When your child was a newborn baby, you probably thought that this moment would take forever to arrive. Think of all of the effort that you have put into your child over the years, with so many hopes and prayers that they would grow up to find a suitable spouse and one day you would proudly stand under the chuppah and watch the happy couple tie the knot.
Unfortunately, despite all of the hopes and dreams, many parents either don’t or can’t put so much effort into saving the money that goes into paying for the wedding. There could be many reasons for this. Maybe the parents didn’t think too much about it, and because the thought of a wedding always seemed so far away, they woke up too late and did not invest their money sensibly and in time. On the other hand, the parents may have tried their best to put money aside to pay for their children’s weddings, but try though they did, there was simply not enough. Perhaps their income was just not high enough, or maybe some other events happened within the family, like a sudden illness, that consumed all of their savings unexpectedly before they could be channeled into a wedding.
Unfortunately, another huge factor in this equation is peer pressure. Very often, families feel that they have to keep up with the Joneses in a big way. It becomes very important to them, for example, to hold the wedding in a certain, fancy hall. Even though the other hall down the road is large enough for their needs, “no one” gets married there because it is not quite as upmarket as the most popular hall in town, and therefore the parents feel the need to find the extra few thousand dollars that it costs to use the fancier place. And then of course, if you are using the fancy hall, then you can only take a fancy caterer, and so on and so forth.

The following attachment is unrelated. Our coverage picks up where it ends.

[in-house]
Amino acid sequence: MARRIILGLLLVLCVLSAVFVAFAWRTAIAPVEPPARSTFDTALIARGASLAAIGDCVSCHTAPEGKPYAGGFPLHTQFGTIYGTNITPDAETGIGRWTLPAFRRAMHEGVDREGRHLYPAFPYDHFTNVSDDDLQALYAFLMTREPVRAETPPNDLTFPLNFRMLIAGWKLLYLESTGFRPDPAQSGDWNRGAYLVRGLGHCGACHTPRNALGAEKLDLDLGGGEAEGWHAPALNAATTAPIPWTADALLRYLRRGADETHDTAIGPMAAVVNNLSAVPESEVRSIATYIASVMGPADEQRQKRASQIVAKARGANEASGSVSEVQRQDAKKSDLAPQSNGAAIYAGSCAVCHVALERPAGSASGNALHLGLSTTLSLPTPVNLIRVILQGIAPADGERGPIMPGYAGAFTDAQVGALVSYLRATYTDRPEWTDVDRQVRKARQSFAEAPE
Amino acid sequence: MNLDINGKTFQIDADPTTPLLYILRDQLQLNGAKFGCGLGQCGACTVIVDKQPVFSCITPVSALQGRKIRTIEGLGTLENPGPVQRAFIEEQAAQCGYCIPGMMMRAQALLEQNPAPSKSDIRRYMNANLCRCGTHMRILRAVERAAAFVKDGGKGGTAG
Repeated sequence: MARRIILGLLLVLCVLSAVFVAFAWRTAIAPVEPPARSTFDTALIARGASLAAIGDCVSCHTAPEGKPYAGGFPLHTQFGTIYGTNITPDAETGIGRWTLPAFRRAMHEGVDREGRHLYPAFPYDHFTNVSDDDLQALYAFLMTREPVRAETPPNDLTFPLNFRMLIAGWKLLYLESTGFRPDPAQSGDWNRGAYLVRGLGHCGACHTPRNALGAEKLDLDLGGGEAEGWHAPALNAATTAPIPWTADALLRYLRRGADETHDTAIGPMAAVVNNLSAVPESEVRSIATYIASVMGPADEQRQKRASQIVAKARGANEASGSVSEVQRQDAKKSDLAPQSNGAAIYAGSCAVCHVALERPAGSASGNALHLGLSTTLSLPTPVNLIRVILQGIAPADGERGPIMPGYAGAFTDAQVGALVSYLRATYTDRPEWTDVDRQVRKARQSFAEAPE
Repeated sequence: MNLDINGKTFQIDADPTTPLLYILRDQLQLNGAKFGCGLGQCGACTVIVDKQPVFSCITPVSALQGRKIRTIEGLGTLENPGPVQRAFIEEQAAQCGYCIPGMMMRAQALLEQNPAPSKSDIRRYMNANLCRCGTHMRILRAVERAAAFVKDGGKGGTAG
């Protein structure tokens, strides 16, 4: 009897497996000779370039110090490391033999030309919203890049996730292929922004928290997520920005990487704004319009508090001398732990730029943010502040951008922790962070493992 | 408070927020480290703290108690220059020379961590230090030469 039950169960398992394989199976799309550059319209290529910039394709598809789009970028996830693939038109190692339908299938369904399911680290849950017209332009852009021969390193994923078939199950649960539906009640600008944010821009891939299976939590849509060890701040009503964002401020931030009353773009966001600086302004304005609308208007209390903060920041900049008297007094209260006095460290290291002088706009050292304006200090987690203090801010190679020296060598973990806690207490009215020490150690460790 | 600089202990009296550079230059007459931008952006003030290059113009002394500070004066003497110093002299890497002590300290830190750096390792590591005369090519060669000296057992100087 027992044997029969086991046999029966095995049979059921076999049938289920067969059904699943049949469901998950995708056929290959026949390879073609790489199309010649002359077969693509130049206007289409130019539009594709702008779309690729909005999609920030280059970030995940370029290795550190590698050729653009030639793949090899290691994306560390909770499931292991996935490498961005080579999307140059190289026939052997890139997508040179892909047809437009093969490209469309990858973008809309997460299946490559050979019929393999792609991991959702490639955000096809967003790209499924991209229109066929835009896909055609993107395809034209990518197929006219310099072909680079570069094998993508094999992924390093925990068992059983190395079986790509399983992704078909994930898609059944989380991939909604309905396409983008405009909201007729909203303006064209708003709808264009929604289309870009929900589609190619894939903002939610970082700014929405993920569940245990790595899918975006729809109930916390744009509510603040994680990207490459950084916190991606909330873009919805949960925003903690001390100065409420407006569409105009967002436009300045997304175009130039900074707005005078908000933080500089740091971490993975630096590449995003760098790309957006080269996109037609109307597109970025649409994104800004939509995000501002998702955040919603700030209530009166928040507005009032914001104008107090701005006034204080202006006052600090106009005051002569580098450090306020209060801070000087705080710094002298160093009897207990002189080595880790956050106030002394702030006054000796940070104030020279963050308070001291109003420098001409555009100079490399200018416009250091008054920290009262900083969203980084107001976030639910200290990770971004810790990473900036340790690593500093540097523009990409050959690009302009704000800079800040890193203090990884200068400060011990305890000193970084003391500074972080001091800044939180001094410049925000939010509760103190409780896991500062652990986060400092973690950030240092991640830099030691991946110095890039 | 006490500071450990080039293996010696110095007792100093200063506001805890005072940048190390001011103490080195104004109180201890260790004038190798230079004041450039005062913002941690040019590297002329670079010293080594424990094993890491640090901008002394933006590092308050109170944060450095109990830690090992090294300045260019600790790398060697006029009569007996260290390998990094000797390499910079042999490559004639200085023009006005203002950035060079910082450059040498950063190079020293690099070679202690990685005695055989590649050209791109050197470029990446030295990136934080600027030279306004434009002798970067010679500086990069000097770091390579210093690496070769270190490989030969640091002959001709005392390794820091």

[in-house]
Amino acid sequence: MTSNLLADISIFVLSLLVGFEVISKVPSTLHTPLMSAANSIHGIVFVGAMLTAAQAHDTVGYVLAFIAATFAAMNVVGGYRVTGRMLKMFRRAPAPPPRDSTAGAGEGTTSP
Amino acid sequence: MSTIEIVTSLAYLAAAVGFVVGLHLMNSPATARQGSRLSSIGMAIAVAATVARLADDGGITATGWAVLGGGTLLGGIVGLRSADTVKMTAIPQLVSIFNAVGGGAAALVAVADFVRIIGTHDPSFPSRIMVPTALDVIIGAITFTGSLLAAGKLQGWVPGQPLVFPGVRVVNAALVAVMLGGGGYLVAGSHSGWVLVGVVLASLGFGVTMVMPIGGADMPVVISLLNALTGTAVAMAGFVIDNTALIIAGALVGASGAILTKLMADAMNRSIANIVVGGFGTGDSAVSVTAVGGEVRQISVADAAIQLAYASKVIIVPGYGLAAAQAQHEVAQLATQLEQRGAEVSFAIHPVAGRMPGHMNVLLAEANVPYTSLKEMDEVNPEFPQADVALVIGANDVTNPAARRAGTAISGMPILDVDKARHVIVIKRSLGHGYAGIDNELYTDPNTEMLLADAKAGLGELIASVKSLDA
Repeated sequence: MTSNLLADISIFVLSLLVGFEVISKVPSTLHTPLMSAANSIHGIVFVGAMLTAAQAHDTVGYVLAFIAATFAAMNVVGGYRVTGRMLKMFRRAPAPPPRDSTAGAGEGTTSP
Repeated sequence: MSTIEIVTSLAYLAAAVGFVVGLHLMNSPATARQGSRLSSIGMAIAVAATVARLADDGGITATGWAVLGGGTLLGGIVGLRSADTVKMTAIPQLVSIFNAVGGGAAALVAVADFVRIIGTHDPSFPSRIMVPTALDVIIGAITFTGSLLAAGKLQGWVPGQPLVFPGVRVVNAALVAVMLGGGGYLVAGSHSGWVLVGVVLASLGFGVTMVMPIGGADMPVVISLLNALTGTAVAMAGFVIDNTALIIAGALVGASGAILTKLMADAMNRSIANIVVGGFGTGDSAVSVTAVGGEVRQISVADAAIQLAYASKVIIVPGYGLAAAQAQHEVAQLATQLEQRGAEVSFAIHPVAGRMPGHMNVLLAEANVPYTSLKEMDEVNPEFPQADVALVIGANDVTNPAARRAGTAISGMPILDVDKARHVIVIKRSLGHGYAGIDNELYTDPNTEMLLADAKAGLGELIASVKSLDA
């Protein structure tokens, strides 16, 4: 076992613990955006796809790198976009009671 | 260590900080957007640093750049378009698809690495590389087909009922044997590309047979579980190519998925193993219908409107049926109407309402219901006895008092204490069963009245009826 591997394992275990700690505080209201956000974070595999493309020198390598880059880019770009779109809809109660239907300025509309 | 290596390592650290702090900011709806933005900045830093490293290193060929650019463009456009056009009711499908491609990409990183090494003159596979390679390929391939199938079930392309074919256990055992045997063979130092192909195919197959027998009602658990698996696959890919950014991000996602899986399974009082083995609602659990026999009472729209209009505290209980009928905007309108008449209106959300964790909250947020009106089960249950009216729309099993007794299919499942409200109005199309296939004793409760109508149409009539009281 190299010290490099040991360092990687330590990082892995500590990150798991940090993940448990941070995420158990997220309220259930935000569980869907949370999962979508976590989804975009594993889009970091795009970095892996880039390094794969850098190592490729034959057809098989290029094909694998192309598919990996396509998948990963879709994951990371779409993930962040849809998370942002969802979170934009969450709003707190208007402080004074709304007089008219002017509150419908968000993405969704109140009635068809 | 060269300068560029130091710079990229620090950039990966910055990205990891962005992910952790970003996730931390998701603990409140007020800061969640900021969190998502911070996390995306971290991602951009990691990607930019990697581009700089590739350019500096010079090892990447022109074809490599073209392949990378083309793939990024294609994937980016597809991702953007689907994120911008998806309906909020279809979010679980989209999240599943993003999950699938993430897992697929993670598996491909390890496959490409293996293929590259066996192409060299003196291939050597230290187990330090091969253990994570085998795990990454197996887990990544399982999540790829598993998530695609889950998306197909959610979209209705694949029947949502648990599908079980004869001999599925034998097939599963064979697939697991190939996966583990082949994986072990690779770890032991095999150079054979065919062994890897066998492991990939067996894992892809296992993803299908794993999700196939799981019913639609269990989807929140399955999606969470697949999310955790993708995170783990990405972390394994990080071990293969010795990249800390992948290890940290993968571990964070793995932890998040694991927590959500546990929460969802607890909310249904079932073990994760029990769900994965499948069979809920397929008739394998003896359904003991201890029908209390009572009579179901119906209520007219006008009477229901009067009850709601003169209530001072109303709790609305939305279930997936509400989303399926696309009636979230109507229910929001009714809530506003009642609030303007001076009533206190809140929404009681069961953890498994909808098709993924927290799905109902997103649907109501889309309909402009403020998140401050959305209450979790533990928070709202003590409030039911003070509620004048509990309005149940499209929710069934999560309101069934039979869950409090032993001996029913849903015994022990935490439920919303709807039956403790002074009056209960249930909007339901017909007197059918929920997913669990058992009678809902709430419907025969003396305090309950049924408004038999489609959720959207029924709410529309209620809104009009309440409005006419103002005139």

Finding those extra dollars is not always so easy. And this is where the debt trap comes into play. As a financial adviser, I have often met families who are drowning in debt. To keep up appearances, they decide to borrow money from a loan fund. But when the time comes to pay off the debt, their financial situation has not suddenly improved. In fact, the additional expenses of the wedding have gobbled up most of their resources, and there is nothing left to pay back. So guess what happens? They go to another loan fund to obtain money to pay off the first debt … and so on and so forth until this unfortunate family falls even more deeply into a financial black hole.
Let’s go back to the beginning of this story. If the family had been content to make a more modest wedding, with fewer trimmings, they would not only have saved several thousand dollars, but they would have also saved themselves a lot of heartache.
Marriage is not meant to be a financial free for all, and using a topflight caterer will not guarantee anyone’s future happiness.
Before you decide to drown yourself in debts from banks, gemachim, and elsewhere, take a few steps back. Think about how much you really can afford to pay before taking on the bills, and where you are going to find the money. And once you know how much money you really have at your fingertips, decide which kind of wedding you are prepared to make.
About the Author: Douglas Goldstein, CFP®, is the director of Profile Investment Services, Ltd, a financial planning and investment services firm specializing in working with Americans living in Israel who have investment accounts in America. Doug’s newest book, co-authored with Susan Polgar, about using chess strategies to improve your finances, Rich As A King can be purchased at www.richasaking.com. He is a licensed financial professional both in the U.S. and Israel. Securities offered through Portfolio Resources Group, Inc., Member FINRA, SIPC, MSRB, FSI. Accounts held at Pershing LLC., Member NYSE/SIPC, a subsidiary of The Bank of New York Mellon Corporation. Neither Profile nor PRG gives tax or legal advice. Before immigrating to Israel, it is advisable to consult with a tax attorney who is knowledgeable about Israeli law. Contact at firstname.lastname@example.orgThe author's opinion does not necessarily reflect the opinion of The Jewish Press.
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